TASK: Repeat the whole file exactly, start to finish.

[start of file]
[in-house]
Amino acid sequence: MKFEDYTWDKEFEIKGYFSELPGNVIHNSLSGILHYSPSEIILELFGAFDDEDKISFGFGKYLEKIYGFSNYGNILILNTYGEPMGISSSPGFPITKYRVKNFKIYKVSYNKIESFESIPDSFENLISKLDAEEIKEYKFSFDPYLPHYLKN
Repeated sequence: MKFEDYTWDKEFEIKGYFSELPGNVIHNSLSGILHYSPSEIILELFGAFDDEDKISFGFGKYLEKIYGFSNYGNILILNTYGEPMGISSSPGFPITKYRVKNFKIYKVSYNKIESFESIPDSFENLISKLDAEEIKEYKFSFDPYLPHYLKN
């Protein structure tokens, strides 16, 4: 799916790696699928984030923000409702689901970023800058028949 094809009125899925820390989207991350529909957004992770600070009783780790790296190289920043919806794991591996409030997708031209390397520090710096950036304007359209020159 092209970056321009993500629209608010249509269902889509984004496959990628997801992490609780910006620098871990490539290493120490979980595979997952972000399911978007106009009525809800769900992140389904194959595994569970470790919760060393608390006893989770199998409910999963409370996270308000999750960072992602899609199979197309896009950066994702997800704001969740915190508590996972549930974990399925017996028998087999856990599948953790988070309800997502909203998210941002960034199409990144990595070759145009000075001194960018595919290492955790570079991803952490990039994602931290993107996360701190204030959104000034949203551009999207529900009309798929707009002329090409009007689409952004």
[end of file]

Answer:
[in-house]
Amino acid sequence: MKFEDYTWDKEFEIKGYFSELPGNVIHNSLSGILHYSPSEIILELFGAFDDEDKISFGFGKYLEKIYGFSNYGNILILNTYGEPMGISSSPGFPITKYRVKNFKIYKVSYNKIESFESIPDSFENLISKLDAEEIKEYKFSFDPYLPHYLKN
Repeated sequence: MKFEDYTWDKEFEIKGYFSELPGNVIHNSLSGILHYSPSEIILELFGAFDDEDKISFGFGKYLEKIYGFSNYGNILILNTYGEPMGISSSPGFPITKYRVKNFKIYKVSYNKIESFESIPDSFENLISKLDAEEIKEYKFSFDPYLPHYLKN
């Protein structure tokens, strides 16, 4: 799916790696699928984030923000409702689901970023800058028949 094809009125899925820390989207991350529909957004992770600070009783780790790296190289920043919806794991591996409030997708031209390397520090710096950036304007359209020159 092209970056321009993500629209608010249509269902889509984004496959990628997801992490609780910006620098871990490539290493120490979980595979997952972000399911978007106009009525809800769900992140389904194959595994569970470790919760060393608390006893989770199998409910999963409370996270308000999750960072992602899609199979197309896009950066994702997800704001969740915190508590996972549930974990399925017996028998087999856990599948953790988070309800997502909203998210941002960034199409990144990595070759145009000075001194960018595919290492955790570079991803952490990039994602931290993107996360701190204030959104000034949203551009999207529900009309798929707009002329090409009007689409952004």